Dyn DDoS attack false fodder for anti-cloud crowd

Posted by Ron Miller on Oct 27, 2016 3:51:55 PM

neo-urban-1734495_1280.jpgThere's no doubt that you heard about, and were probably affected by the Distributed Denial of Service (DDoS) attack on domain registrar Dyn last week. It was a devastating attack that took down services like Spotify and Netflix along with business cloud services like Box and Zendesk for a time on Friday.

What this means for the cloud


Even though the attack wasn't on the cloud services directly, it involved a key service that every website uses called the domain registry, which quite simply translates the name we type into the browser into the website's IP address. All of this happens very quickly in the browser, so the website or cloud service you're using appears in split seconds.

There was a high level of frustration when users went to do their work and found a key service wasn't working. Of course, such things happen internally too, but in this case it was a highly public take-down of a bunch of key services by attacking a third-party service. 

In fact, many of the sites involved were technically still up. One site published its IP address on Twitter (which was itself down for a time because of this outage) and if you entered it directly into your browser, you could still access the site.Ransomware-ebook-small
Such outages tend to resurface the argument about whether the cloud is secure or not. First of all, let's be clear that there was no direct breach of any cloud service through this attack. It was perpetrated on a utility service many of them use. For users, the result of not being able to access the tool was the same, but in a very real sense the sites themselves were safe and sound.

Some of the companies on AWS were affected, and shortly after the attack began, rerouted the Dyn DNS traffic to another similar service and all was right with the world, at least for them.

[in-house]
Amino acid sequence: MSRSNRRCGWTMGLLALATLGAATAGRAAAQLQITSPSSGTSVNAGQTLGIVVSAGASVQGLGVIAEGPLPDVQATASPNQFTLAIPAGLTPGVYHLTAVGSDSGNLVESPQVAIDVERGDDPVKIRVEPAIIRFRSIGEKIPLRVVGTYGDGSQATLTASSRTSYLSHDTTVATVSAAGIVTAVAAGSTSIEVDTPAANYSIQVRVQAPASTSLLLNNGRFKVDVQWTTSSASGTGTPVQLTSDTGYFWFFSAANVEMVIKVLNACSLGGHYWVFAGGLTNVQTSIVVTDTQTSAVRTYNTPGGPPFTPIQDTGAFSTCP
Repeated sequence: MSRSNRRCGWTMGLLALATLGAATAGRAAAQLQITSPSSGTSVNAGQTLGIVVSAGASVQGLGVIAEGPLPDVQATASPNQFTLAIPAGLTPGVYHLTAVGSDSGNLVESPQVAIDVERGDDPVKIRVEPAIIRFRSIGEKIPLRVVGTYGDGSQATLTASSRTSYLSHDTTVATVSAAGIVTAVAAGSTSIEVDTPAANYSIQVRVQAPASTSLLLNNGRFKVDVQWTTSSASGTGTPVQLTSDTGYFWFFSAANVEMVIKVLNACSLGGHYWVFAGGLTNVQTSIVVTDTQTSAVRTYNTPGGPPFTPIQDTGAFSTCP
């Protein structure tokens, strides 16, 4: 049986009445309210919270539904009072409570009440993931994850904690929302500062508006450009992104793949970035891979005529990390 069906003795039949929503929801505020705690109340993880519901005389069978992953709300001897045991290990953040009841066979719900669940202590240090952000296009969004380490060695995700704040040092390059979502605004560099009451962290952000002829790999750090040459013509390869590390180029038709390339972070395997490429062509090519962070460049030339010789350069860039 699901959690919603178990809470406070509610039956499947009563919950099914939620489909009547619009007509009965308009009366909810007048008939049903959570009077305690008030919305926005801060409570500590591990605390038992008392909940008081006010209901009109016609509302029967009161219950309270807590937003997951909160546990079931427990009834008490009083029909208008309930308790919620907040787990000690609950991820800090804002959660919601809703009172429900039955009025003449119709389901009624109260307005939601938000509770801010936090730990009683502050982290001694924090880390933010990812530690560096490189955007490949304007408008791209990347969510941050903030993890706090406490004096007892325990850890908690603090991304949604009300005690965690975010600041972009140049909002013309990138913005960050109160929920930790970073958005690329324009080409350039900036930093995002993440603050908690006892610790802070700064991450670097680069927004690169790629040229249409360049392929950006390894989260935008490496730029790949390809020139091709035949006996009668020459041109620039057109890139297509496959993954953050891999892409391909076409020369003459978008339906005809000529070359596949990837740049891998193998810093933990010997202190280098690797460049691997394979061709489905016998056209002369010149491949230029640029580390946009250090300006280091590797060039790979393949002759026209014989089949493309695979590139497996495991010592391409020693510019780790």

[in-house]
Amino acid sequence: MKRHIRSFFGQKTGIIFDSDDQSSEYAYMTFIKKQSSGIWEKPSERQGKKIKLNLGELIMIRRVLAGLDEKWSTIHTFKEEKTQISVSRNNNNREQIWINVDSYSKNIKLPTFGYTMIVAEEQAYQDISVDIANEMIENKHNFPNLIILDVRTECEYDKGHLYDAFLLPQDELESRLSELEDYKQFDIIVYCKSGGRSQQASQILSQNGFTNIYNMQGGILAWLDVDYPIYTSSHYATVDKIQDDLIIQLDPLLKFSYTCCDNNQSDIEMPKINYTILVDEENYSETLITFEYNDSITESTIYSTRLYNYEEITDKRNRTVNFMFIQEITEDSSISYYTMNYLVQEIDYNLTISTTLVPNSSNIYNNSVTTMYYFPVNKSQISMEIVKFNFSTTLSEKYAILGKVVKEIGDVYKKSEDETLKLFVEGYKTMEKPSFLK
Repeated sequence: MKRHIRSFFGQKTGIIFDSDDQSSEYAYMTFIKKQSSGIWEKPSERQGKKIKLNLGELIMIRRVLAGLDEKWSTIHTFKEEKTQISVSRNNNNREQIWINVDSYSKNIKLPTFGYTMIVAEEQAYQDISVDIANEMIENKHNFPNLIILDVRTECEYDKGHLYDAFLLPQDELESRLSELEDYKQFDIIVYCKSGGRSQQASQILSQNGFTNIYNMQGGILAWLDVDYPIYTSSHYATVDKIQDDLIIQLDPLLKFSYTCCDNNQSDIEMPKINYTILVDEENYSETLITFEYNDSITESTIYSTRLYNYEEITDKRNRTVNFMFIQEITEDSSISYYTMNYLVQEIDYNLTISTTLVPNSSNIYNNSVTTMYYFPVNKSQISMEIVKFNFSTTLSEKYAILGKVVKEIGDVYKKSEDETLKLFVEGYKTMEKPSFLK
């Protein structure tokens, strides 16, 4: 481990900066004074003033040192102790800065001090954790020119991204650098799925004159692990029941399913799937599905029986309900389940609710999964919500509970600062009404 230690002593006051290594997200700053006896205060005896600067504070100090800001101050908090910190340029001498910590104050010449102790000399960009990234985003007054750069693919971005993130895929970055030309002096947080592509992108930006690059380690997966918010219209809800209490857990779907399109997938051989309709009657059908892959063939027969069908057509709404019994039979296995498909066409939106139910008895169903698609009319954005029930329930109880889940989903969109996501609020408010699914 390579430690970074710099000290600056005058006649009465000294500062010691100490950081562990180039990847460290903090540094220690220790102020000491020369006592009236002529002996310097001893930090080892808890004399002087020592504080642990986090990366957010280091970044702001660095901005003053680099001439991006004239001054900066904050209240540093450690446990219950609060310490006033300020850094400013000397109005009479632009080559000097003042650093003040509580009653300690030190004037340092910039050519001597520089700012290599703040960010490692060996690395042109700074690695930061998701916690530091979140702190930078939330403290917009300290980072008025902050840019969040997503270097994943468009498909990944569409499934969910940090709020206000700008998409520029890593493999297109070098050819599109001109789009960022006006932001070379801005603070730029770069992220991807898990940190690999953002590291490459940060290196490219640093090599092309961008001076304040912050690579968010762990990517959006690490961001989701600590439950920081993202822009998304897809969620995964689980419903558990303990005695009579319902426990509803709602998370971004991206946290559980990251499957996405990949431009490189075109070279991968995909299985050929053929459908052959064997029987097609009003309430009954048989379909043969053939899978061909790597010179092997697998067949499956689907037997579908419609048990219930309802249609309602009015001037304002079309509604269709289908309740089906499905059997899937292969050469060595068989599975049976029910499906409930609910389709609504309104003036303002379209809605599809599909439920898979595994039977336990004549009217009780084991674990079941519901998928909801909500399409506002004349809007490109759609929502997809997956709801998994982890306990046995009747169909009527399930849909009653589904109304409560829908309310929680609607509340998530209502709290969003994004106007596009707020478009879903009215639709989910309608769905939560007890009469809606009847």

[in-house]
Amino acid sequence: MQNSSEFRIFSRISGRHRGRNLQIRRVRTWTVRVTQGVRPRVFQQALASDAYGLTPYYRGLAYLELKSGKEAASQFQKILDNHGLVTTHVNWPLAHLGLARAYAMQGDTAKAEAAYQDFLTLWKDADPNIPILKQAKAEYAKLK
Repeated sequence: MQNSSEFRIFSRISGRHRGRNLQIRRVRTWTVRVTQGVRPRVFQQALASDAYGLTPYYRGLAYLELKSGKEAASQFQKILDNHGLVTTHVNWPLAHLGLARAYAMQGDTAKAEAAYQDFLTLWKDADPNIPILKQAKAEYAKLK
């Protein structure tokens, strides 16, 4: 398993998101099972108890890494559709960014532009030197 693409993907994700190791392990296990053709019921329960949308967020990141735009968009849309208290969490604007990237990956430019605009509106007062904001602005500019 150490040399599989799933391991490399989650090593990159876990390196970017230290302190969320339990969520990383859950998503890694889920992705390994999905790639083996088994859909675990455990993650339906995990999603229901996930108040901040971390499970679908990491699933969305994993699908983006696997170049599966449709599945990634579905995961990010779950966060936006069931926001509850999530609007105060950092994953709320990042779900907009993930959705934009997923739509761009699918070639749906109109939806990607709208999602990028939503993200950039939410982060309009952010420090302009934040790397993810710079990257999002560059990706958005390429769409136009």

Jassy says cloud still safer

Coincidentally, AWS cloud head Andy Jassy happened to be appearing the Wall Street Journal Digital event on Friday and with the outage happening as they spoke, he was asked about cloud security. As you would expect, Jassy put a positive spin on it.

As he said, cloud companies like AWS put a huge emphasis on security. Notice, the attack didn't come on AWS directly. It came on a third-party service provider and the company was able to deal with it more quickly than most because it has the resources to put bear on a problem like this.

Jassy said, even though this attack wasn't on AWS or any cloud service provider in a direct way, he pointed out that most companies don't place a high priority on security. That's because they are focused on their business at hand and IT tends to be just a service. In Jassy's worldview, the company can outsource all of that to his company (or a competitor) and let them worry about it.

For users, who were put out of service for a time on Friday, it surely was annoying and proved the value of these services to our businesses, but it didn't show anything about cloud security. It showed the vulnerability of the internet at large, and that is going to have an impact on everyone regardless of your computing choices.
Ransomware-ebook

Photo Credit: markusspiske on Pixabay. Used under CC0 Public Domain license. 

Topics: Cloud Trends, Cyber Security

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